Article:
What is Cocaine?

Cocaine is a stimulant that provokes feelings of euphoria and hyperactiveness. It does this through interactions with the body’s central nervous system.

Cocaine comes from the coca plant and is usually powdery. This stimulant is highly addictive and can cause mental and physical issues.

Cocaine is known as coke or powder on the streets. It can be consumed in various ways. This includes

What are the Effects of Abusing Cocaine?

Just using cocaine can have tremendous adverse effects on your health. Abusing cocaine has a direct impact on your heart.

It can lead to hypertension, cardiomyopathy, ischemic heart disease, and other cardiovascular problems.

Other health issues it causes include

Depending on how cocaine is taken, you can also be affected by hepatitis or HIV.

What are the Symptoms of Cocaine Addiction?

There are long and short-term symptoms associated with cocaine addiction or abuse.

Short-Term Symptoms

Long-Term Symptoms

What are the Dangers of Mixing Cocaine with Other Drugs?

Taking cocaine with other drugs can cause a lot of complications and compound effects. For example, cocaine is a stimulant that makes its users feel high while heroin is a depressant that represses these feelings.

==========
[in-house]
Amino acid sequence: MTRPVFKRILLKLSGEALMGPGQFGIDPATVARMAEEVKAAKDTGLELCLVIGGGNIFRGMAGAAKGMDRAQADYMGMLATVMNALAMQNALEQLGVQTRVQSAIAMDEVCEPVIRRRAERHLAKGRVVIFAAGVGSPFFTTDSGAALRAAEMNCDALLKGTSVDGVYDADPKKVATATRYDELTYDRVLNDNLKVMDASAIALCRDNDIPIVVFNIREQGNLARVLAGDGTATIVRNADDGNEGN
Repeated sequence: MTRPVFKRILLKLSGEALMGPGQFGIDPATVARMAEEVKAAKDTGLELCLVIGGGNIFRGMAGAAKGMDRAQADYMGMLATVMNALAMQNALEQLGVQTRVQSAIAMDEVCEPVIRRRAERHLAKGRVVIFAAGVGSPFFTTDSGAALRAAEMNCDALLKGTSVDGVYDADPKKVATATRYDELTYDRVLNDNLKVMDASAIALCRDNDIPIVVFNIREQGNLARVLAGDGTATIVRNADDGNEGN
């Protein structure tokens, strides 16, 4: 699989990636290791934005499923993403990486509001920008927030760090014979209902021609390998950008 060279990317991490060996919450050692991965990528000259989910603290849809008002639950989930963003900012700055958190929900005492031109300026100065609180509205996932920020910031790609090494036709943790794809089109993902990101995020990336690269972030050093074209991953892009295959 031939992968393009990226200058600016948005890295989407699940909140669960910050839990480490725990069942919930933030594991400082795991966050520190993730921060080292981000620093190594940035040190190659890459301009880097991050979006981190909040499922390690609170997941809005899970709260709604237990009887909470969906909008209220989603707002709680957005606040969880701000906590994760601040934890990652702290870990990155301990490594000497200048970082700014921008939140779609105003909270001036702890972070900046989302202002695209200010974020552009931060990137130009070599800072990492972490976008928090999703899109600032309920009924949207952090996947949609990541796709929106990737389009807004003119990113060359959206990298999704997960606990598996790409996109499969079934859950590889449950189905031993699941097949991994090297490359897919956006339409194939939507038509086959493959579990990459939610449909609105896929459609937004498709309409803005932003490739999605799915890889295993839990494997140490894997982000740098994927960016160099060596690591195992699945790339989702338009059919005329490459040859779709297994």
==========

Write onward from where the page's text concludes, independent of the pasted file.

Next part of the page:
When both substances are taken together, it can lead to blurred vision and impaired or slower motor functions. In extreme situations, it can lead to seizures, heart attacks, or other problems.

This usually happens when there is an overdose. If you are mixing cocaine with other drugs, seek medical help immediately.

How is Cocaine Addiction Diagnosed?

Cocaine addiction is usually diagnosed by a doctor or mental health professional. The doctor might ask you questions about your health history and symptoms. Then, a physical examination might be conducted.

In addition, blood, saliva, and urine tests may be conducted to rule out other conditions. Diagnosis follows the guidelines meted out in DSM-5.

Detox Program

The process of removing all traces of cocaine from the body is called detoxing. Detox programs last for 3-7 days.

Patients will experience withdrawal symptoms after detoxing. These symptoms include

Withdrawal symptoms can last from some weeks to months. The exact length varies and depends on the length and severity of the addiction.


Cognitive-behavioral therapy is used by therapists to change the habits and thoughts of the patient.

People who go through therapy are better equipped in handling their addiction. This reduces the chances of relapse.

Support Groups

Support groups can give patients the strength and encouragement needed when recovering. Most rehab centers have support groups.

When Should You Contact a Doctor?

If you are experiencing any symptoms of cocaine addiction, see your doctor immediately. Also, seek medical help if you have abused cocaine.

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Alyssa Mueller